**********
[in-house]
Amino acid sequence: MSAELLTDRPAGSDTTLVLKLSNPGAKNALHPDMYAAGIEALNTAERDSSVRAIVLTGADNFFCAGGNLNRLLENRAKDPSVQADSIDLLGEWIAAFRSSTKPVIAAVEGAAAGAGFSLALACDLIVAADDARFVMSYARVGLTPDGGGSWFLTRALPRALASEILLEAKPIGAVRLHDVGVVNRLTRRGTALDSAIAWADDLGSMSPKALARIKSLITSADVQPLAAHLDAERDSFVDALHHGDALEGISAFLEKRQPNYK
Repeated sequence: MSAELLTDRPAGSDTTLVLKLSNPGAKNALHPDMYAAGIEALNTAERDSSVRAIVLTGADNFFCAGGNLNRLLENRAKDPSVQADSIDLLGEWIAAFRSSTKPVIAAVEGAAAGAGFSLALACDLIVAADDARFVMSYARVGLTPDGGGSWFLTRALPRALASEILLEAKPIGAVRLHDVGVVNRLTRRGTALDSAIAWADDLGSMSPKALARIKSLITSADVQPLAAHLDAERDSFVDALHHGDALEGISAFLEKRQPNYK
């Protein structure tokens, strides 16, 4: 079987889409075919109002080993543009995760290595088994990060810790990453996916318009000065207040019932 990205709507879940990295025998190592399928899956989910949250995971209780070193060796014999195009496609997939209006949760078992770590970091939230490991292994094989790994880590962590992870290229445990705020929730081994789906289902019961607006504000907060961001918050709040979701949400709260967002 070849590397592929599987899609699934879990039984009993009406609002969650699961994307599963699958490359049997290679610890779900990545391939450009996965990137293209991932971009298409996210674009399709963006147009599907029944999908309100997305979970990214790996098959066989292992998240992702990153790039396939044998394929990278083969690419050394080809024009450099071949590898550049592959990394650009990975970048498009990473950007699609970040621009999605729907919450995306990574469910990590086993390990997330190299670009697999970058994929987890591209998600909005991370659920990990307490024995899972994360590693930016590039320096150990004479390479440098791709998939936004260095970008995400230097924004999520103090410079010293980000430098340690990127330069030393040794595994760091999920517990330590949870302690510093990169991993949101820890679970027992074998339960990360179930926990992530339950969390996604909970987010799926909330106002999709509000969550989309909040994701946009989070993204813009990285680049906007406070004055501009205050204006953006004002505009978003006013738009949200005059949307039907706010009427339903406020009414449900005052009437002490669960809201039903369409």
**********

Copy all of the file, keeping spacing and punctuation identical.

[in-house]
Amino acid sequence: MSAELLTDRPAGSDTTLVLKLSNPGAKNALHPDMYAAGIEALNTAERDSSVRAIVLTGADNFFCAGGNLNRLLENRAKDPSVQADSIDLLGEWIAAFRSSTKPVIAAVEGAAAGAGFSLALACDLIVAADDARFVMSYARVGLTPDGGGSWFLTRALPRALASEILLEAKPIGAVRLHDVGVVNRLTRRGTALDSAIAWADDLGSMSPKALARIKSLITSADVQPLAAHLDAERDSFVDALHHGDALEGISAFLEKRQPNYK
Repeated sequence: MSAELLTDRPAGSDTTLVLKLSNPGAKNALHPDMYAAGIEALNTAERDSSVRAIVLTGADNFFCAGGNLNRLLENRAKDPSVQADSIDLLGEWIAAFRSSTKPVIAAVEGAAAGAGFSLALACDLIVAADDARFVMSYARVGLTPDGGGSWFLTRALPRALASEILLEAKPIGAVRLHDVGVVNRLTRRGTALDSAIAWADDLGSMSPKALARIKSLITSADVQPLAAHLDAERDSFVDALHHGDALEGISAFLEKRQPNYK
């Protein structure tokens, strides 16, 4: 079987889409075919109002080993543009995760290595088994990060810790990453996916318009000065207040019932 990205709507879940990295025998190592399928899956989910949250995971209780070193060796014999195009496609997939209006949760078992770590970091939230490991292994094989790994880590962590992870290229445990705020929730081994789906289902019961607006504000907060961001918050709040979701949400709260967002 070849590397592929599987899609699934879990039984009993009406609002969650699961994307599963699958490359049997290679610890779900990545391939450009996965990137293209991932971009298409996210674009399709963006147009599907029944999908309100997305979970990214790996098959066989292992998240992702990153790039396939044998394929990278083969690419050394080809024009450099071949590898550049592959990394650009990975970048498009990473950007699609970040621009999605729907919450995306990574469910990590086993390990997330190299670009697999970058994929987890591209998600909005991370659920990990307490024995899972994360590693930016590039320096150990004479390479440098791709998939936004260095970008995400230097924004999520103090410079010293980000430098340690990127330069030393040794595994760091999920517990330590949870302690510093990169991993949101820890679970027992074998339960990360179930926990992530339950969390996604909970987010799926909330106002999709509000969550989309909040994701946009989070993204813009990285680049906007406070004055501009205050204006953006004002505009978003006013738009949200005059949307039907706010009427339903406020009414449900005052009437002490669960809201039903369409």